The importance of reference rates

BIS Quarterly Review  |  December 2012  | 
10 December 2012

(Extract from pages 21-22 of BIS Quarterly Review, December 2012)

Libor, Euribor and similar rates have become the key reference or benchmark rates used in contracts such as interest rate derivatives, floating rate loans and mortgages, with hundreds of trillions of dollars outstanding. Libor was introduced in 1986 as an alternative to Treasury bill (T-bill) and bilaterally negotiated interest rates in floating rate loans and interest rate swaps. This private sector initiative filled an important gap: T-bill rates had become poor proxies for marginal funding costs for the larger globally active banks owing to the flight to quality following the Latin American debt crisis.1 Furthermore, bilaterally negotiated benchmarks were cumbersome to use. Thanks to the great convenience of having a single benchmark for trading interest rate risk, the use of Libor and similar benchmarks grew rapidly. However, since 2008 the reliability and integrity of Libor and other reference rates have been called into question by evidence that some contributors misstated their borrowing costs.2

This box provides evidence on how widely reference rates such as Libor and Euribor are used. We estimate that 14% of all outstanding bonds pay interest that is linked to an identifiable reference rate, and 79% pay a fixed rate; the rate on the remaining 7% cannot be identified with the available data (Graph B). The proportion of variable rate bonds linked to an identifiable reference rate varies across currencies, ranging from 1% for the Japanese yen to 19% for sterling. In the syndicated loan market, the proportion of debt whose interest payments are linked to identifiable reference rates is much higher. At least 54% of the loans originated between October 2011 and September 2012 are linked to Libor, Euribor or a similar reference rate. For the remaining loans, we do not have any information on whether they are linked to a particular reference rate.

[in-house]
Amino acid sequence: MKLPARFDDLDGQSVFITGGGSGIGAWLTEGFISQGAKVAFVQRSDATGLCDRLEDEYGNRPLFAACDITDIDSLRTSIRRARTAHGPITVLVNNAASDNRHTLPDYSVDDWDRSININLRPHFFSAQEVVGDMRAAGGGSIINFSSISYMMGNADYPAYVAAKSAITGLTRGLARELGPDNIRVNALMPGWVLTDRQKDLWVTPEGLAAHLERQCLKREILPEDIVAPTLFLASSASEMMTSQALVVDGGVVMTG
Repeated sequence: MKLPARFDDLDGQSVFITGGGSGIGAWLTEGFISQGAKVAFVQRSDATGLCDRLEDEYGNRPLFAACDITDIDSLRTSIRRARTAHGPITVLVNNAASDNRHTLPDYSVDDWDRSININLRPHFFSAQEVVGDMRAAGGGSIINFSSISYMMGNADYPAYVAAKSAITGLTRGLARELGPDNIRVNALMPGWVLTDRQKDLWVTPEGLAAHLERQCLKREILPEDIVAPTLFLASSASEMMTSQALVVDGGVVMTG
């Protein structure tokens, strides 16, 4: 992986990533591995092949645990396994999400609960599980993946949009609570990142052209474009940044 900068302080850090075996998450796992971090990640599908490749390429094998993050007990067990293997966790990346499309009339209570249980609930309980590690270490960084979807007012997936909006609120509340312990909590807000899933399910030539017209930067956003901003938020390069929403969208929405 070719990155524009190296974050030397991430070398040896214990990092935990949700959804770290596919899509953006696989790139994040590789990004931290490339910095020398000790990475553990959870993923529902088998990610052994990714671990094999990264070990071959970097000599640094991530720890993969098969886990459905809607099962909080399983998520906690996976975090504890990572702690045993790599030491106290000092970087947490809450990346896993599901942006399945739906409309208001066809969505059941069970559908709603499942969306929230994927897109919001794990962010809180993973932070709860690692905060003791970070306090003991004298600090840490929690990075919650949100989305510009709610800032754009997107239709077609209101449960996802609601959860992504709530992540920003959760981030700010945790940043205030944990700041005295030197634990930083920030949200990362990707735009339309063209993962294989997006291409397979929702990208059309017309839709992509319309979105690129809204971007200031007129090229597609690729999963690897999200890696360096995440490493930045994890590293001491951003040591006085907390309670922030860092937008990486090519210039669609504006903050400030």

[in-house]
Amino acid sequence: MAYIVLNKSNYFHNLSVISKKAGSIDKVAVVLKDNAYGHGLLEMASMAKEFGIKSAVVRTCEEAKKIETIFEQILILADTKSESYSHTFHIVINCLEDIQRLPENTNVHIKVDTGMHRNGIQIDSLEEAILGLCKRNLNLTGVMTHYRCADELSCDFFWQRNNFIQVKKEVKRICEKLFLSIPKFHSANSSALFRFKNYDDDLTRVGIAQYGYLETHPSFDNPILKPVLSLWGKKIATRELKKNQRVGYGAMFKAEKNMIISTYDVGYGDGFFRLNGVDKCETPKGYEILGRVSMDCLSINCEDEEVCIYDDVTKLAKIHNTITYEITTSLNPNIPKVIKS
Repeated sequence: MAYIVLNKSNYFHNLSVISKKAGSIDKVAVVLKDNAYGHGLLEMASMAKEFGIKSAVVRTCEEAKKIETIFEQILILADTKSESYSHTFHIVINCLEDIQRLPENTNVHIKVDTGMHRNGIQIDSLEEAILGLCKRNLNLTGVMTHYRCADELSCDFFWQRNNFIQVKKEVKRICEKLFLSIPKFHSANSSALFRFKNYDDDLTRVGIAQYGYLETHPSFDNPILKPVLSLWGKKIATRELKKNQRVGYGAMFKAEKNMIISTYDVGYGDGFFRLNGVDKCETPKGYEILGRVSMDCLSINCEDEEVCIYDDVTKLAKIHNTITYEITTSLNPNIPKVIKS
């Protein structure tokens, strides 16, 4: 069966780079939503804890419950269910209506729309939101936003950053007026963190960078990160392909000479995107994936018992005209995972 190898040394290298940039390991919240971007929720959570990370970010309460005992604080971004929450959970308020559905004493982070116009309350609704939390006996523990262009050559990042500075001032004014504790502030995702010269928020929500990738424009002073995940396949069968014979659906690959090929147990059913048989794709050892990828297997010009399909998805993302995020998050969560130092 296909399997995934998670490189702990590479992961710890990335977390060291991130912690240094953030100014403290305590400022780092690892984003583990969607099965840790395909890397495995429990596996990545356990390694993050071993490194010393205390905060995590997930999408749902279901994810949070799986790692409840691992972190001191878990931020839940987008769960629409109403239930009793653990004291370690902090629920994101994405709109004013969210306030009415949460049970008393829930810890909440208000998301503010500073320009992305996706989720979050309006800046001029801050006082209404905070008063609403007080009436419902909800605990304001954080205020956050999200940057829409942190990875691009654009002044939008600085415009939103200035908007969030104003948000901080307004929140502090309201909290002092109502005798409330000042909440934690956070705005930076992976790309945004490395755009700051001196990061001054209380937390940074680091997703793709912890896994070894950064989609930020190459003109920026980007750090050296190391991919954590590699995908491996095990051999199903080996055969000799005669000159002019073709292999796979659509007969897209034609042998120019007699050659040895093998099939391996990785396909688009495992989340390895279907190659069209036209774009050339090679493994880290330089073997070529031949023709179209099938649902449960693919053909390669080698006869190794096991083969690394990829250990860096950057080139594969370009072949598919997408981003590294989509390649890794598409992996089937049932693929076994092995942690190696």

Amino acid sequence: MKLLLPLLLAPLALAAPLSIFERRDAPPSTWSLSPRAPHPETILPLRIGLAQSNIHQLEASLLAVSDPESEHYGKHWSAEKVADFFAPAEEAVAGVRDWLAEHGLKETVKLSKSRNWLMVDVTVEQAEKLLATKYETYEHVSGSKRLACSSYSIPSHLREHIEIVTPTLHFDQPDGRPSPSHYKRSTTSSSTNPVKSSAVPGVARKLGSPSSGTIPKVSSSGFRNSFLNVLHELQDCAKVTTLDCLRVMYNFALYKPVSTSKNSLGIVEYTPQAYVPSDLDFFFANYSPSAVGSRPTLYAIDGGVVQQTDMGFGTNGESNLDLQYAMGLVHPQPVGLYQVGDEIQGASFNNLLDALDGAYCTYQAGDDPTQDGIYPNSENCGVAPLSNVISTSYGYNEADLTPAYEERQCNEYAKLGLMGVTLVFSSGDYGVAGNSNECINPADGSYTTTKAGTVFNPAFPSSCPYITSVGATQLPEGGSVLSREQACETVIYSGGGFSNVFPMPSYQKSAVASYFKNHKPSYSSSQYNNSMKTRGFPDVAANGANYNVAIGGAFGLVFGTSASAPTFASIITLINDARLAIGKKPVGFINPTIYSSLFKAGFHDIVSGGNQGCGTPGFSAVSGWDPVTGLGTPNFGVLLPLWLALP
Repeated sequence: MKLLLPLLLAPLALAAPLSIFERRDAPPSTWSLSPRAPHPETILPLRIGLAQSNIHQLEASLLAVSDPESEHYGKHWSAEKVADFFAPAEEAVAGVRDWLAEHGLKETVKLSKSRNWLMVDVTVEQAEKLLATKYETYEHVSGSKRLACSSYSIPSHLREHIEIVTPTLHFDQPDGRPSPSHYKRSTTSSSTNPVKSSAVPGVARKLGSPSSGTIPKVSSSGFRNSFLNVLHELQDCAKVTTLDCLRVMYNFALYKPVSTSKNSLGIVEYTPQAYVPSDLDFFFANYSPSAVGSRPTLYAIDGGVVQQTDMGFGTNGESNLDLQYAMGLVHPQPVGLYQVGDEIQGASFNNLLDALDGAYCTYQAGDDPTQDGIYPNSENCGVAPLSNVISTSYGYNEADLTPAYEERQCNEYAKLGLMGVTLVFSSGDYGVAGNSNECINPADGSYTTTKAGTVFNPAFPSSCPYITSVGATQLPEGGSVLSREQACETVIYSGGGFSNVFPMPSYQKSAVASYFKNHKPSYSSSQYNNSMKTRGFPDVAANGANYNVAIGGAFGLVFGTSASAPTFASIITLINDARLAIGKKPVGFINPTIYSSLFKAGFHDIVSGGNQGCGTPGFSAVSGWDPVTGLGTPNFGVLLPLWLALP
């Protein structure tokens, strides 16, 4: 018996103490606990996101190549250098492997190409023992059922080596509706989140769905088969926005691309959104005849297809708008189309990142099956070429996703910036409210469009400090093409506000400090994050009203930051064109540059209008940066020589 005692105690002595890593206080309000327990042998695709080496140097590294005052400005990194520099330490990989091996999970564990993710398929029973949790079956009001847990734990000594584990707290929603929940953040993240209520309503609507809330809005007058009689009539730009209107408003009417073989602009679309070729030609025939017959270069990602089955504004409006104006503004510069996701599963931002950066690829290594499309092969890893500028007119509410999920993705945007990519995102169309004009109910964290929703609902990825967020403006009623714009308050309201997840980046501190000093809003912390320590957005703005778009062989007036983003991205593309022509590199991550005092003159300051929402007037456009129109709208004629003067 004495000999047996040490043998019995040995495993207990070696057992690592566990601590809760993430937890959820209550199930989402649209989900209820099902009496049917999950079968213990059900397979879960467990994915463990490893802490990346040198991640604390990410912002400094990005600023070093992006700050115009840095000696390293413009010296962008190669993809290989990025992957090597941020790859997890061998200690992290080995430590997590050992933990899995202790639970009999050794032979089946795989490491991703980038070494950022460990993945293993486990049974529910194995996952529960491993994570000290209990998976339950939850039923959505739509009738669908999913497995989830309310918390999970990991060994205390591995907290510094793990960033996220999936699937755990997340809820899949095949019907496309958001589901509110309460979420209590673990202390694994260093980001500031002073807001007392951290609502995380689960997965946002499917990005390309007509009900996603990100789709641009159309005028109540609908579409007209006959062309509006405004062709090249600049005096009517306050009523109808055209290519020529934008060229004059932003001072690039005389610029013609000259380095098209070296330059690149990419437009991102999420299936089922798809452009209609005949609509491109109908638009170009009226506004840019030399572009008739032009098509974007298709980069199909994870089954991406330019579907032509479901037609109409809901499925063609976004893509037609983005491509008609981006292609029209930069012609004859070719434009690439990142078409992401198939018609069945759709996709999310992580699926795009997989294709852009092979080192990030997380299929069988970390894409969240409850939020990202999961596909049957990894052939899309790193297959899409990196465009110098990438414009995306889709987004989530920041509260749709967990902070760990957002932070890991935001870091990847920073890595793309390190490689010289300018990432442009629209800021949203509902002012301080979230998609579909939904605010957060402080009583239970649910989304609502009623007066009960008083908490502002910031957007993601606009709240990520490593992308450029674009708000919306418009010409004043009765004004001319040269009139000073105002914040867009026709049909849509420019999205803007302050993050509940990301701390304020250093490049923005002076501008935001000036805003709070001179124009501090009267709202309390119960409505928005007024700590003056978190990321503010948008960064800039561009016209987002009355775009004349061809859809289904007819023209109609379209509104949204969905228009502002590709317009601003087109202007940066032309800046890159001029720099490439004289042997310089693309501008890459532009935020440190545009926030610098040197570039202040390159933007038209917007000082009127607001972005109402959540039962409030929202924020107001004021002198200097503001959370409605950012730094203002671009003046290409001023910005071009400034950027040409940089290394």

Although several benchmark rates are available for most currencies, the vast majority of bonds and syndicated loan contracts are linked to a single benchmark. For instance, 98% of all euro-denominated floating rate bonds and 91% of the syndicated loans with identified benchmarks in that currency are linked to Euribor (Graph C). Euro Libor exists, but seems to be little used in debt markets. By contrast, the US dollar market is dominated by Libor, with 99% of floating rate bonds and syndicated loans with identifiable benchmarks linked to this particular rate. It is interesting to go beyond the top currencies and look at smaller markets. Some, such as the Swiss franc market, are dominated by Libor, which even serves as policy rate for the Swiss National Bank. By  contrast, both the Australian and Canadian dollar markets are dominated by local benchmark rates.


1 See R McCauley, "Benchmark tipping in the money and bond markets", BIS Quarterly Review, March 2001, pp 39-45.
2 See United Kingdom Financial Services Authority, Final Notice to Barclays Bank Plc, 27 June 2012, for a particularly well documented case. Similar allegations have been made in other jurisdictions and have led to prosecution. See The Wheatley Review of Libor: final report, September 2012, for the UK authorities' response.